The Manxman

Week 8 (late) of 52 Weeks of Hitchcock!

As a swan song to Hitchcock's silent era, this melodrama is ... well, astonishingly anti-climactic. Though slightly more visually interesting than some of Hitchcock's other early stuff, just by virtue of having been shot on location in a tiny seaside village, this film nevertheless never rises about basic competence when it comes to its cinematography, framing, or set-pieces (not that there's really anything that can be described as a set-piece here).

Other than The Ring, this is probably Hitchcock's most misogynistic silent film, much of the plot revolving around the fact that the lead female character is by turns flighty, indecisive, dishonest, cruelly cold, cowardly, and selfish. Granted, the men don't fare much better -- one is a bumbling oaf, the other a lofty lawyer cum judge who cares more about his career than his love and his illegitimate child. All told, everyone here is pretty unpleasant, and the universal unhappiness of everyone at the end of the film seems to be the point. Don't lie and cheat, or this shit will happen to you.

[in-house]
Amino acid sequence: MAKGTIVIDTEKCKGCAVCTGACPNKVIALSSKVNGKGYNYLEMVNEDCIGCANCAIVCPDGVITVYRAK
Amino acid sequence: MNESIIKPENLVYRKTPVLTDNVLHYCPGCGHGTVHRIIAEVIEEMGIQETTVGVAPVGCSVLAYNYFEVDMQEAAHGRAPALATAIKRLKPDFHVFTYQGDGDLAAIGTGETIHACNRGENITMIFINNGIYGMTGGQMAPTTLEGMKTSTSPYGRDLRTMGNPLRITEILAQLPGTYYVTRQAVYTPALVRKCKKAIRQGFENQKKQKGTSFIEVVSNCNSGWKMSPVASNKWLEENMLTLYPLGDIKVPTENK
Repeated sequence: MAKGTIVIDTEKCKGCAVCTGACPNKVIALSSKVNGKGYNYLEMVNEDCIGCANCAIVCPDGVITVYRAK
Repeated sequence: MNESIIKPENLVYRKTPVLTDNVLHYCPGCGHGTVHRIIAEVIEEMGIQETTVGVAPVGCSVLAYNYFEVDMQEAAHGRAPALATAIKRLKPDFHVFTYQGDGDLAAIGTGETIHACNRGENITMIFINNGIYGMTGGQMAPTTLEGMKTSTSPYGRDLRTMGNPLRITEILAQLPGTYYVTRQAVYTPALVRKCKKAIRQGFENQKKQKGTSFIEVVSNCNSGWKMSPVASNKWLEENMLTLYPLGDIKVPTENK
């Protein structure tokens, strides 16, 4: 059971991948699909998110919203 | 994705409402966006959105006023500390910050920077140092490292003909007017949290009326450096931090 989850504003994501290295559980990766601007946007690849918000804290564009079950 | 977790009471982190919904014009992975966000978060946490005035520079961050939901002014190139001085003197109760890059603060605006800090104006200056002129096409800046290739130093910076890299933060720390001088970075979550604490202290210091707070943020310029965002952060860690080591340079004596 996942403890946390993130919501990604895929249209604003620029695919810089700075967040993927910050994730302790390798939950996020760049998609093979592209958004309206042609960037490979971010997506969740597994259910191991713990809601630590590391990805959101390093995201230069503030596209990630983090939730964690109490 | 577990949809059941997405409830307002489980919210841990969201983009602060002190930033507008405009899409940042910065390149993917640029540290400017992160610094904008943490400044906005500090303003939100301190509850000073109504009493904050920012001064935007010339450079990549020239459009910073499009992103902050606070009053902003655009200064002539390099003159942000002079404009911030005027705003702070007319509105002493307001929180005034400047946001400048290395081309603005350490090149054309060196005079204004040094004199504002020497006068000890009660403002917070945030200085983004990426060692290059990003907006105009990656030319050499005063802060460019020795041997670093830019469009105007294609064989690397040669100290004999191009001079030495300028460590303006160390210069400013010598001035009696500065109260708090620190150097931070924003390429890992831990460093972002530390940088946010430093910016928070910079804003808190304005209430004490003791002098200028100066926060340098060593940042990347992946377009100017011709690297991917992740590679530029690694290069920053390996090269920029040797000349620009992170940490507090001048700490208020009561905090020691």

For a film only 80 minutes long, this film dragged unendingly after the first 20 minutes or so. Once again, I really can't recommend this one for anyone other than silent enthusiasts or Hitchcock completists. It lacks even the flashes of Hitchcockian brilliance we've seen in some of his other silent films. It's just bland and dull and overly moralistic.